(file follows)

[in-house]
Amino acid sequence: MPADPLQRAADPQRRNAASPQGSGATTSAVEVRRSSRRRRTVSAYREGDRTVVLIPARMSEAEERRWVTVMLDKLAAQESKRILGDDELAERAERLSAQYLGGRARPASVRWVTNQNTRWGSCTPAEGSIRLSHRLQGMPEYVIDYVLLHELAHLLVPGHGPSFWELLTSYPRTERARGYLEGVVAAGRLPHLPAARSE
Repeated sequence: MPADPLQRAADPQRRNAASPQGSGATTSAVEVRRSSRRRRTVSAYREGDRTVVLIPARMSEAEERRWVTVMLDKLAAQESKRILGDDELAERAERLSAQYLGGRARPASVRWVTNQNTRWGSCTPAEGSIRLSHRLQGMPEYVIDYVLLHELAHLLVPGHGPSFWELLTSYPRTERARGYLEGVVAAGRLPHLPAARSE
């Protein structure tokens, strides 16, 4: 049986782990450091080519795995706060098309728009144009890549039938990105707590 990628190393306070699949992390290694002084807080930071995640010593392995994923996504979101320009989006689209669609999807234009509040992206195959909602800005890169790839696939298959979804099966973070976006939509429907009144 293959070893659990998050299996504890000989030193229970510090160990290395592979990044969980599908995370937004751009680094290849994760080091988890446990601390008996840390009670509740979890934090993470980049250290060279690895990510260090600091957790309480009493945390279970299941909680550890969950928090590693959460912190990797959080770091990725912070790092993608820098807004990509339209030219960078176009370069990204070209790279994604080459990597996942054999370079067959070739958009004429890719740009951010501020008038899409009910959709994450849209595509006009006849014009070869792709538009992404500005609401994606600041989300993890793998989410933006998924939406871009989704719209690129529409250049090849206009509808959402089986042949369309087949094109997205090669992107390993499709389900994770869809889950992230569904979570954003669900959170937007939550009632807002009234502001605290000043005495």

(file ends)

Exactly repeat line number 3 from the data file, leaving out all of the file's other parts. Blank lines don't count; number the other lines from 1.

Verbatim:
Repeated sequence: MPADPLQRAADPQRRNAASPQGSGATTSAVEVRRSSRRRRTVSAYREGDRTVVLIPARMSEAEERRWVTVMLDKLAAQESKRILGDDELAERAERLSAQYLGGRARPASVRWVTNQNTRWGSCTPAEGSIRLSHRLQGMPEYVIDYVLLHELAHLLVPGHGPSFWELLTSYPRTERARGYLEGVVAAGRLPHLPAARSE